Defense of the Republic of the Philippines

Military Trends, Technology, and International Developments => Discussions about all nations and places => Topic started by: adroth on December 10, 2017, 09:28:04 AM

Title: NNS Okpabana (F93) - ex-USCGC Gallatin [WHEC-721]
Post by: adroth on December 10, 2017, 09:28:04 AM
USCG hands over decommissioned cutter to Nigerian Navy

https://worldmaritimenews.com/archives/123228/uscg-hands-over-decommissioned-cutter-to-nigerian-navy/

The U.S. Coast Guard and the Nigerian Navy held a ceremony Wednesday in North Charleston to officially sign the decommissioned U.S. Coast Guard Cutter Gallatin over to the Nigerian Navy.


The Gallatin was offered to Nigeria April 24, 2013, through the Foreign Assistance Act (FSA), and was decommissioned from Coast Guard service March 31, 2014.

The FSA allows the transfer of excess defense articles as a grant to friendly foreign governments under the auspices of the State Department.

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Baffer said the transfer was bittersweet but said he believes the ship, renamed NNS Okpabana, will provide valuable service to Nigeria.

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Former U.S. Coast Guard Cutter Gallatin Handed To Nigerian Navy In Transfer Ceremony
For Immediate Release
May 7, 2014

https://www.fletc.gov/press-release/2014/08/04/former-us-coast-guard-cutter-gallatin-handed-nigerian-navy-transfer

The former Coast Guard cutter Gallatin was transferred to the Nigerian navy Wednesday at the Federal Law Enforcement Training Centerin North Charleston. After a 45-year career spent sailing under U.S.colors, the former Coast Guard Cutter Gallatin on Wednesday wasofficially transferred into the hands of the Nigerian navy. The vesselis now known as the NNS Okpabana.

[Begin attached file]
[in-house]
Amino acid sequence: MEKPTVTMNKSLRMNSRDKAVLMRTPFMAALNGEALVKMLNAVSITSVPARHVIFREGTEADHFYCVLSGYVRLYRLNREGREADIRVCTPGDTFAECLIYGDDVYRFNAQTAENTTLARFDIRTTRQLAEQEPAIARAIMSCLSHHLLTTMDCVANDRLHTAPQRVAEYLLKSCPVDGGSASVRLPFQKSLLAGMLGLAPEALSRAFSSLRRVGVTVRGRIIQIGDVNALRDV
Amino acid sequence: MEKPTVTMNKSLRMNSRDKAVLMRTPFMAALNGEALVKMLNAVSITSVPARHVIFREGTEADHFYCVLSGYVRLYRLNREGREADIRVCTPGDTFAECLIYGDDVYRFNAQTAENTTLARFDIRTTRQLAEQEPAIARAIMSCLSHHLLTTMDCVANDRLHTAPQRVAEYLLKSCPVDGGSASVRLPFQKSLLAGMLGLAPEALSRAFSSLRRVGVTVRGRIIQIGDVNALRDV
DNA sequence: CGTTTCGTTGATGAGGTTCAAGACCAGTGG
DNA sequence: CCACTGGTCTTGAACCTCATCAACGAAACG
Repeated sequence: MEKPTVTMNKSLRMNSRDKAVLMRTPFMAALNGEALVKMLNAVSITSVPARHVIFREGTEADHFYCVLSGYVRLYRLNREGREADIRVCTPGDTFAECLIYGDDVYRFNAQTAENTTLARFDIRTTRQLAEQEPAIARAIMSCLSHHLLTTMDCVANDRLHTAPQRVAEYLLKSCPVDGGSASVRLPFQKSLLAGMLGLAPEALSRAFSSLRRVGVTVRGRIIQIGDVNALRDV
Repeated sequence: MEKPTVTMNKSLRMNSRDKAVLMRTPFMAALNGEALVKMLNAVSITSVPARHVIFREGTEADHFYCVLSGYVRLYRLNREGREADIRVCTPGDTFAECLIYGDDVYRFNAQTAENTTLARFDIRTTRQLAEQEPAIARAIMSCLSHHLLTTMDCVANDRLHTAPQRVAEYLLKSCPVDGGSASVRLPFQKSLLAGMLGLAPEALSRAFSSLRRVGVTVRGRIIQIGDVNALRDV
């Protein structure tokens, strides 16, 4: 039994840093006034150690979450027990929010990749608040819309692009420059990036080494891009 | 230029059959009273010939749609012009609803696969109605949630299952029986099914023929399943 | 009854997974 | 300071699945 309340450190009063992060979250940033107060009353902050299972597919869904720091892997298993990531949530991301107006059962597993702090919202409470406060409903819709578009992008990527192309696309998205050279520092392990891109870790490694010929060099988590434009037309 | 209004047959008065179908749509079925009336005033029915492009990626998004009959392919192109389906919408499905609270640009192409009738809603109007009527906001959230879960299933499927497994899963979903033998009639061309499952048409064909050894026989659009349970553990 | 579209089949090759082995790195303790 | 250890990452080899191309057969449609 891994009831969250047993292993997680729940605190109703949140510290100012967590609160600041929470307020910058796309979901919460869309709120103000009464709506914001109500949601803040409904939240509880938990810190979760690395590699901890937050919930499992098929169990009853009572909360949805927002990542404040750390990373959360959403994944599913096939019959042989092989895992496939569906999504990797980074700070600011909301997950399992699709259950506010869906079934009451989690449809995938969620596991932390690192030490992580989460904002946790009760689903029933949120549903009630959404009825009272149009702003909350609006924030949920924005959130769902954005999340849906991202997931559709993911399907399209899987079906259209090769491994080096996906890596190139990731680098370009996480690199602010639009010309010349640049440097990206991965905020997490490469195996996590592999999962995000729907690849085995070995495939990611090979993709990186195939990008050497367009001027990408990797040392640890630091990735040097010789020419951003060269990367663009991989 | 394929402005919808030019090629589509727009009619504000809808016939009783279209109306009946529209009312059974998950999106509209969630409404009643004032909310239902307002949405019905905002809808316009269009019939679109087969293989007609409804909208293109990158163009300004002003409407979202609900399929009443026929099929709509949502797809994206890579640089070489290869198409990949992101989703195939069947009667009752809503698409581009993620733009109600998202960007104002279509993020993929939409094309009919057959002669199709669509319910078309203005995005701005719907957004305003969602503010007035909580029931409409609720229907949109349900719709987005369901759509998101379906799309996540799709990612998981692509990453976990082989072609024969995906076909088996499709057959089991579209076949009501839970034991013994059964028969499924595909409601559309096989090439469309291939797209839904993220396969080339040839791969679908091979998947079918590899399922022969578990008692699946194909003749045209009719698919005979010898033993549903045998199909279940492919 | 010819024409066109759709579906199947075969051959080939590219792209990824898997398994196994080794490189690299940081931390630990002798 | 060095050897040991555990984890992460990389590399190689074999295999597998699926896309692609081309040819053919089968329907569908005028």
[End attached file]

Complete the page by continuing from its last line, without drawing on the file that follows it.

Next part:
The cutter was decommissioned in March and a crew from the Africancountry arrived in Charleston for training.

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The NNS Okpabana will serve a similar purpose under the Nigeriannavy, officials said.

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Title: Re: NNS Okpabana (F93) - ex-USCGC Gallatin [WHEC-721]
Post by: adroth on December 10, 2017, 10:34:24 AM
From: http://cimsec.org/niger-delta-militant-group-declares-war-nigerian-navy/24958

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Capabilities and limitations of the Nigerian Navy

The focus of Nigerian Navy operations since 2006 has been the fight against insurgents (between 2006 and 2009) and against illegal bunkering on the creeks and rivers of the Niger Delta. The Navy forms part of the inter-agency Joint Task Force who currently prosecute a riverine campaign called Pulo Shield in the Niger Delta. For reasons of prestige, both the Navy and the Nigerian Maritime Safety Agency (NIMASA) have long downplayed or denied the threat of piracy in Nigerian waters, engaging in semantic games that re-defined piracy (legally correct, but misleading) as “armed robbery” inside territorial waters or as “community issues.” At international and regional conferences, the previous Director General of NIMASA, Patrick Ziakede Akpolobokemi (now indicted for fraud along with his associate Tompolo), routinely grandstanded about Gulf of Guinea piracy without even uttering the word “Nigeria.”

The result is a Nigerian Navy that is geared towards riverine law enforcement operations, but that lacks a credible coastal enforcement capability in spite of recent acquisitions of four Offshore Patrol Vessels in 2015 (NNS OKPABANA, NNS CENTENARY, NNS SAGBAMA, NNS PROSPERITY) and measurable increases in tactical proficiency. The Achilles heel is the lack of true Maritime Domain Awareness (MDA), insufficiently networked assets and ineffective command centers. The territorial organization into Western, Central and Easten Naval Command is suitable for riverine operations, but less so for the centralized approach required for MDA and counterpiracy.

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